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From Middle English conneccioun, connexioun, conneccyon, conneccion, from Latin connexionem (nominative connexio (a conclusion, binding together)), from connectō, an alternative spelling of cōnectō (I bind together), from compound of co- (together) and nectō (I bind).

In American English mid-18c., spelling shifted from connexion to connection (equivalent to connect +‎ -ion), thus making connexion British dated and connection in international use.


  • IPA(key): /kəˈnɛkʃən/
  • Audio (US):(file)
  • Rhymes: -ɛkʃən



connection (countable and uncountable, plural connections)

  1. (uncountable) The act of connecting.
  2. The point at which two or more things are connected.
    the connection between overeating and obesity
    My headache has no connection with me going out last night.
    • 2004 April 15, “Morning swoop in hunt for Jodi's killer”, in The Scotsman[1]:
      A spokesman for Lothian and Borders Police said: "We can confirm that a 15-year-old boy has been arrested and charged in connection with the murder of Jodi Jones. A 45-year-old has also been arrested in connection with allegations of attempting to pervert the course of justice. A report on this has been sent to the procurator fiscal."
  3. A feeling of understanding and ease of communication between two or more people.
    As we were the only people in the room to laugh at the joke, I felt a connection between us.
  4. An established communications or transportation link.
    computers linked by a network connection
    I was talking to him, but there was lightning and we lost the connection.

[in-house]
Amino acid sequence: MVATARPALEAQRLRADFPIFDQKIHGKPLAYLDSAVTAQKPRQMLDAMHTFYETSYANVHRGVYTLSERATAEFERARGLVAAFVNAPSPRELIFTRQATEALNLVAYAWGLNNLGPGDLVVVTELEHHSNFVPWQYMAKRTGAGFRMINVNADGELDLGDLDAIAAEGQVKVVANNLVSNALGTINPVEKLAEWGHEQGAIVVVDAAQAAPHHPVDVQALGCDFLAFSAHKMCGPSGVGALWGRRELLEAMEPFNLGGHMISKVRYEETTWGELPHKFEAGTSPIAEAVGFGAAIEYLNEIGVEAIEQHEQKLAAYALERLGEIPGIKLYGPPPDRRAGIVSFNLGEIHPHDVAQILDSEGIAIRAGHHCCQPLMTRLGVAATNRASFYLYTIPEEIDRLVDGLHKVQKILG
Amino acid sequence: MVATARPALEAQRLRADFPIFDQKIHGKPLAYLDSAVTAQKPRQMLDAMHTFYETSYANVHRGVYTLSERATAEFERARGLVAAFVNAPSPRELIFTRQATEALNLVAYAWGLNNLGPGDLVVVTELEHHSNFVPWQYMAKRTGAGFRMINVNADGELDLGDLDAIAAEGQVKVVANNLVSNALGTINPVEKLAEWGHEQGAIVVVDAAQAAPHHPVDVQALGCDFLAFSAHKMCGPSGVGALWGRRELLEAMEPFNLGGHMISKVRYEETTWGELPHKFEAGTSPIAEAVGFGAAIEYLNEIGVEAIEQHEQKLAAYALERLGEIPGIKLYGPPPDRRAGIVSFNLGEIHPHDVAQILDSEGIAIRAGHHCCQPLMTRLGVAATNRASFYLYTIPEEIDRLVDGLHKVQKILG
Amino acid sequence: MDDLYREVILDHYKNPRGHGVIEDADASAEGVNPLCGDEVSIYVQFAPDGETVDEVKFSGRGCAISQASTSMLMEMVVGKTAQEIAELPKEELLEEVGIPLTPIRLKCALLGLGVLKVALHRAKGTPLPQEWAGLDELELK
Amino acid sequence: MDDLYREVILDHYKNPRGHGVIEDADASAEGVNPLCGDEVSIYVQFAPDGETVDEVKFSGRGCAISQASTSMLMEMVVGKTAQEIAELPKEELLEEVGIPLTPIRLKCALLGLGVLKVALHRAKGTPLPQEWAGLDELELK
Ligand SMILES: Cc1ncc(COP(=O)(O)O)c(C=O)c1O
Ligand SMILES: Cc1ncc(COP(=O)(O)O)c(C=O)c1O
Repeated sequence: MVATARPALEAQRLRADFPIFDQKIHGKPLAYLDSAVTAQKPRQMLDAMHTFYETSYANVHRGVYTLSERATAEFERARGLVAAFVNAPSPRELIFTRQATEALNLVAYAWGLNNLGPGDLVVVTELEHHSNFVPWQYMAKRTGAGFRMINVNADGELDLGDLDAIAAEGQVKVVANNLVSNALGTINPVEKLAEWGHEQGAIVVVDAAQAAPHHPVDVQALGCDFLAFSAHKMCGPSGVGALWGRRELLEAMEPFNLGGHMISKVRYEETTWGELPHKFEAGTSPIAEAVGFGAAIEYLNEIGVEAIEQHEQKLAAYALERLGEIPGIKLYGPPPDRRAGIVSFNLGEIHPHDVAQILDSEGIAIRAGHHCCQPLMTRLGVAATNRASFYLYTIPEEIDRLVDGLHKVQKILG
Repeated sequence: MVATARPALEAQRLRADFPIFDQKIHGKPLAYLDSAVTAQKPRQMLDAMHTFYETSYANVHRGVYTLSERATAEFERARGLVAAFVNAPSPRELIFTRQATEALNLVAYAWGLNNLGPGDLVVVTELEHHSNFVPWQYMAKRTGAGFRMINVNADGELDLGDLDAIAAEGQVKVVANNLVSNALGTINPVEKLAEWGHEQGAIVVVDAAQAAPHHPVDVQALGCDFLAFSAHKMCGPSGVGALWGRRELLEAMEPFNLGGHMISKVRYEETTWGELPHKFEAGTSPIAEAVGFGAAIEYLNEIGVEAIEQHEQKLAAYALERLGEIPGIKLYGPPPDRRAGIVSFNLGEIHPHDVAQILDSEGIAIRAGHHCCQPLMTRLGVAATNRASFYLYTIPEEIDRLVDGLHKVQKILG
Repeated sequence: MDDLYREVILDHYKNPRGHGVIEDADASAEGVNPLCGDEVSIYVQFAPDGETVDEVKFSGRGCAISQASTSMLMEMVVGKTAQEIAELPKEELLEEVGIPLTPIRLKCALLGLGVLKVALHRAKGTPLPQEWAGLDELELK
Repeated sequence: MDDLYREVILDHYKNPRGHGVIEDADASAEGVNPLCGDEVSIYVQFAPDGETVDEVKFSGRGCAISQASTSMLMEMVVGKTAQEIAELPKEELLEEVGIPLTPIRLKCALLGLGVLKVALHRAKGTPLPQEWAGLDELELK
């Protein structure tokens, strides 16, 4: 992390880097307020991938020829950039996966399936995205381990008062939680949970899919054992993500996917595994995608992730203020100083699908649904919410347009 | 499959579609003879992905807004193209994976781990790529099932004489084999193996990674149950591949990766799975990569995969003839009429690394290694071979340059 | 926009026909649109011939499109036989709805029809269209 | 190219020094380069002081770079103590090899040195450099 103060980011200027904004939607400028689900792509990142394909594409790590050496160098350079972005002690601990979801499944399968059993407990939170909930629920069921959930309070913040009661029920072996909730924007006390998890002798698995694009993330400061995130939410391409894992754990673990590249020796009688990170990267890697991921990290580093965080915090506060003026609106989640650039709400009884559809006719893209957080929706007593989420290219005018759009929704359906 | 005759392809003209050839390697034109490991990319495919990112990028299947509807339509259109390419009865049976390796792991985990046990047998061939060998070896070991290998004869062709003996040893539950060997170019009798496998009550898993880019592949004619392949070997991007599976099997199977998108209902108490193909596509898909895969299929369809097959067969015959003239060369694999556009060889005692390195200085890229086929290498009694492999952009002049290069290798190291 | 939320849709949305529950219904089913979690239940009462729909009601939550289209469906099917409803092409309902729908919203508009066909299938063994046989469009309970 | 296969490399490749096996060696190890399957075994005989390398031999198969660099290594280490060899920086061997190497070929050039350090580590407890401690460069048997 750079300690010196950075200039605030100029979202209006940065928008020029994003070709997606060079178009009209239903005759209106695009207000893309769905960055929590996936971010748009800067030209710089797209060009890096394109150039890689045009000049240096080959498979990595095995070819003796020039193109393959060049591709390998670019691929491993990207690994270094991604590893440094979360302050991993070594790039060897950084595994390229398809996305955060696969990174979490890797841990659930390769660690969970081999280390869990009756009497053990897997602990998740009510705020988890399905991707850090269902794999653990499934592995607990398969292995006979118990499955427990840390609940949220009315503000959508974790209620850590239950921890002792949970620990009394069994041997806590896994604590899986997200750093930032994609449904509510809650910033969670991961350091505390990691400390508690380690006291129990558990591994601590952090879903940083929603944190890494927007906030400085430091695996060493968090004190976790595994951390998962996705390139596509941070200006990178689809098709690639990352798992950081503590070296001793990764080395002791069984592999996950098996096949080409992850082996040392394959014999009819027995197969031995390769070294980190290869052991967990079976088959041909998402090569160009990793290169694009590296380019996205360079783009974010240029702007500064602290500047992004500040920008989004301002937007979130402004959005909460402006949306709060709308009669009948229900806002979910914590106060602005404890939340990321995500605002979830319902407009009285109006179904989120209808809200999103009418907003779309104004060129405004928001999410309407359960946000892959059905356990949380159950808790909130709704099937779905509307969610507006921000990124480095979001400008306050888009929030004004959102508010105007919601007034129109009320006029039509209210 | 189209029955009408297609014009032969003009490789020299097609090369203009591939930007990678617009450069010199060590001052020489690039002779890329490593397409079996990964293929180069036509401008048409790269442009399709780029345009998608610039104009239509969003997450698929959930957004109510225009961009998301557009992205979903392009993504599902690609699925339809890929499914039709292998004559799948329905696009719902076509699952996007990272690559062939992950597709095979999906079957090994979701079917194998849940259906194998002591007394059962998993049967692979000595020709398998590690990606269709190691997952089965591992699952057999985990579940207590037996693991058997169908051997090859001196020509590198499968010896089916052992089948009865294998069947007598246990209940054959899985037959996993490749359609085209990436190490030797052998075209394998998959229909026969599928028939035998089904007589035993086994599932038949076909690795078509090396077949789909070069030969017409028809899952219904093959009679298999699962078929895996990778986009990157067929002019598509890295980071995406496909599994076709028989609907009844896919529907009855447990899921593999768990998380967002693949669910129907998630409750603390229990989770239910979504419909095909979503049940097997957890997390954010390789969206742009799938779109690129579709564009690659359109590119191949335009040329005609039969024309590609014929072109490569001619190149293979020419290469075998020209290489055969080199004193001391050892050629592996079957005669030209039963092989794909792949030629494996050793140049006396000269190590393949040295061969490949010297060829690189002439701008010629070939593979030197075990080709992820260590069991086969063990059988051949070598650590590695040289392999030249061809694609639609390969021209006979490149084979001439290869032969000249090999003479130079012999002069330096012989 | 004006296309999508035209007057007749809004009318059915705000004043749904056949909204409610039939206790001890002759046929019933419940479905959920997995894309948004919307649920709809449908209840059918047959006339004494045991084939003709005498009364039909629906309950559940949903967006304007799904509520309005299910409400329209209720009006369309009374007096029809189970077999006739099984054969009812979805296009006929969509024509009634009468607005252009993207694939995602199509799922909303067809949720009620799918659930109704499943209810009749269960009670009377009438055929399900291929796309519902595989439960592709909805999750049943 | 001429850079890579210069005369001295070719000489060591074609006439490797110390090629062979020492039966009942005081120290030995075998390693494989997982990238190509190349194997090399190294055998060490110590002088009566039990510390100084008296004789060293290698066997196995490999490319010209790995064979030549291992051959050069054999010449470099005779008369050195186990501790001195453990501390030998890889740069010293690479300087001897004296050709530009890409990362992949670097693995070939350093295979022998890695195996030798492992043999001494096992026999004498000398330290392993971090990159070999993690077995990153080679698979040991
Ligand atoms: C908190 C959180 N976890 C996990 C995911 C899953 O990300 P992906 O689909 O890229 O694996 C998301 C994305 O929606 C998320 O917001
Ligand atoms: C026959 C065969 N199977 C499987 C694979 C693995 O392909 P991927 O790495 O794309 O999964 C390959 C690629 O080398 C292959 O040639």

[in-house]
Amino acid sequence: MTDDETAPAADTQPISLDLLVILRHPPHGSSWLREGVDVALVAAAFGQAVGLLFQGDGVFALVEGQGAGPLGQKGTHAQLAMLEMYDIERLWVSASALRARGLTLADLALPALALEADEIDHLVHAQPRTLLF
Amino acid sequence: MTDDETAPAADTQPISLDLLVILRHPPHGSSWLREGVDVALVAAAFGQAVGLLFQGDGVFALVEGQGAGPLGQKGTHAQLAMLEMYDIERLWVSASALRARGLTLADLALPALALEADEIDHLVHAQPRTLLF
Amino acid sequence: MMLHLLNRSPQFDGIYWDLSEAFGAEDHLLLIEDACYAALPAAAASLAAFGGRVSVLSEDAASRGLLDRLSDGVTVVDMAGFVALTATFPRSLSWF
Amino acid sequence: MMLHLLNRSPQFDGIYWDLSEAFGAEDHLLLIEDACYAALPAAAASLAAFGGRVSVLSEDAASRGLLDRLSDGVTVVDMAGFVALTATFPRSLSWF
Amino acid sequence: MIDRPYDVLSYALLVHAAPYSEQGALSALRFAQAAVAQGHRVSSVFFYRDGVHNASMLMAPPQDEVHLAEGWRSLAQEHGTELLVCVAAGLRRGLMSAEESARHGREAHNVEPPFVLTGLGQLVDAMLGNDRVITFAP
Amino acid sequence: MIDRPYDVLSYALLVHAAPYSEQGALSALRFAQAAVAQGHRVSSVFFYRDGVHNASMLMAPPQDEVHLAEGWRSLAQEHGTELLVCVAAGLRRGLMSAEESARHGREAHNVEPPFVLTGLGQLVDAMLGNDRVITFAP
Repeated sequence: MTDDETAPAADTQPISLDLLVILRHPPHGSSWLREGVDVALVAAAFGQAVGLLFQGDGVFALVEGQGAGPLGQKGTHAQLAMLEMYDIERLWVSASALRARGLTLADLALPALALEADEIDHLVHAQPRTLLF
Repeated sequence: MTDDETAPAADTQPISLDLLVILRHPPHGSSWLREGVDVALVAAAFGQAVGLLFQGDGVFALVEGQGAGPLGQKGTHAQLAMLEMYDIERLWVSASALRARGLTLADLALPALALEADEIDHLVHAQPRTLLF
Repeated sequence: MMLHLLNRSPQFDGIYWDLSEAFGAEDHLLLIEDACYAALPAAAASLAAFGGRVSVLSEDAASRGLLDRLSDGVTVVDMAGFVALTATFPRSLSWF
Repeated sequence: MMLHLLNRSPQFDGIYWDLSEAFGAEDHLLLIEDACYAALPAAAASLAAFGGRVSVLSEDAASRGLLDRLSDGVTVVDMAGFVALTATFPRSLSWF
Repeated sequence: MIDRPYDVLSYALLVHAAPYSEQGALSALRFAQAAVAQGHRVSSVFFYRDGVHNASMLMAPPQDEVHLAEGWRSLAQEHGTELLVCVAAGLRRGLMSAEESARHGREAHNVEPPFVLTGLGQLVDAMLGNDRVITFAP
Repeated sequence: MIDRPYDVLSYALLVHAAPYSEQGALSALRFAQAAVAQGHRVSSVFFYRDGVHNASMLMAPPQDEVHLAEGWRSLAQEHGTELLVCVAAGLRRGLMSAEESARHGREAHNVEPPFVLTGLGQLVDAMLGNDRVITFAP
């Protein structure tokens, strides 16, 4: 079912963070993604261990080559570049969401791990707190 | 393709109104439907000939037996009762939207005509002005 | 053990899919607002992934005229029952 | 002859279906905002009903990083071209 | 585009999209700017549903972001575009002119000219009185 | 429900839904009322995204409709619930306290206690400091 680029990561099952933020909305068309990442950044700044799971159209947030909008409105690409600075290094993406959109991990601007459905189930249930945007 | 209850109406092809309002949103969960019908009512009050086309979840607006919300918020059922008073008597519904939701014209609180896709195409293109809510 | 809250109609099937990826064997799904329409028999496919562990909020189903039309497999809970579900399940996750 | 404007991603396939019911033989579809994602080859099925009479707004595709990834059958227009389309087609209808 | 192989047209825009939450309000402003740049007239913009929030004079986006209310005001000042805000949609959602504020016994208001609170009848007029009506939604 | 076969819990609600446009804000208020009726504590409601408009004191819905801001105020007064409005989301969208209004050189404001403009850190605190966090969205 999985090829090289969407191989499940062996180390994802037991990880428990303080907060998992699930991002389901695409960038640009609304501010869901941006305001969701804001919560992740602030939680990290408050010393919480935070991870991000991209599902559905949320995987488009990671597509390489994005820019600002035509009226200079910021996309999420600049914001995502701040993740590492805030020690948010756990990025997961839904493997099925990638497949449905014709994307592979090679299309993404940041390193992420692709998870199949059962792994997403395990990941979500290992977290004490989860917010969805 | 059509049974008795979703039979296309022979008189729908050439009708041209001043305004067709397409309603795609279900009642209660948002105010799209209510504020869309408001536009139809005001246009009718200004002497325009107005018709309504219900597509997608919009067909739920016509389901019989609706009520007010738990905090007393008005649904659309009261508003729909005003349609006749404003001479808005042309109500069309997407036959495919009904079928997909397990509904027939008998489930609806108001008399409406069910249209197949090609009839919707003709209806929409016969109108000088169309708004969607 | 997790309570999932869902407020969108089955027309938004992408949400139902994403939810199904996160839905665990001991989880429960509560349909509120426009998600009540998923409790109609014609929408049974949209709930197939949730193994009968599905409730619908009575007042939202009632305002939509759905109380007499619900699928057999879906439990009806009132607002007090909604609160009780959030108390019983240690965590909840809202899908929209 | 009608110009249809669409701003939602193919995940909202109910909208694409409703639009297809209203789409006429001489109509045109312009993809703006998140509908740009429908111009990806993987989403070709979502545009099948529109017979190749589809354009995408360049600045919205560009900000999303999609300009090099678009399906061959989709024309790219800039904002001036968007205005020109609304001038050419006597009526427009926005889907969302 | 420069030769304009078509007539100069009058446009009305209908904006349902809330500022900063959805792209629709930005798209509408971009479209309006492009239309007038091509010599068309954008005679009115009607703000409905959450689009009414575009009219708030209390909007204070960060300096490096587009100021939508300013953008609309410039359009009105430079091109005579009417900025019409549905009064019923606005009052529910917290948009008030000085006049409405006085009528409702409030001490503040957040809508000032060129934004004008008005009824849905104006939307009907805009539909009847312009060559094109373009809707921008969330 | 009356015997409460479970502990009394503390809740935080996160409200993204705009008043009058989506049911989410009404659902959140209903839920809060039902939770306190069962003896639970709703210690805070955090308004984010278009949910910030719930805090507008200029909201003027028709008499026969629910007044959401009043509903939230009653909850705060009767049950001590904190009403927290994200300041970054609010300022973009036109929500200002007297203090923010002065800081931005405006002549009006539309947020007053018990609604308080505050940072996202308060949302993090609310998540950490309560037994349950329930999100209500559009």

The Route 4 bus will arrive on 5th St. at Robinson Ave at 3:30. The northbound number 14 is scheduled to arrive on Robinson at 3:31. That means you have to run across the street once you arrive, it's a spot connection.
  5. (transport) A transfer from one transportation vehicle to another in scheduled transportation service.
    The bus was late so he missed his connection at Penn Station and had to wait six hours for the next train.
    • 2022 January 12, Paul Bigland, “Fab Four: the nation's finest stations: Eastbourne”, in RAIL, number 948, page 26:
      It is kept super-clean by helpful staff who still find the time to help customers with tight connections.
  6. A kinship relationship between people.
  7. A person related to oneself, through either family or business.
    I have some connections in Lancashire.
  8. (mathematics) A set of sets that contains the empty set, all one-element sets for any element that is included in any of the sets, and the union of any group of sets that are elements where the intersections of those sets is non-empty.
  9. Coherence; lack of disjointedness.
  10. (religion) A Methodist denomination as a whole, as opposed to its constituent churches, circuits, districts and conferences.
  11. Sexual intercourse.
    • 1927, Havelock Ellis, Studies in the Psychology of Sex, Volume 2 (of 6)[2]:
      The exact nature of the relations between the boy-wife and his protector are doubtful; they certainly have connection, but the natives repudiate with horror and disgust the idea of sodomy.
  12. (slang) A drug dealer.
    • 1957, Jack Kerouac, On the Road, Viking Press, →OCLC:
      Now the final study was the drug habit. He was now in New Orleans, slipping along the streets with shady characters and haunting connection bars.

Derived terms



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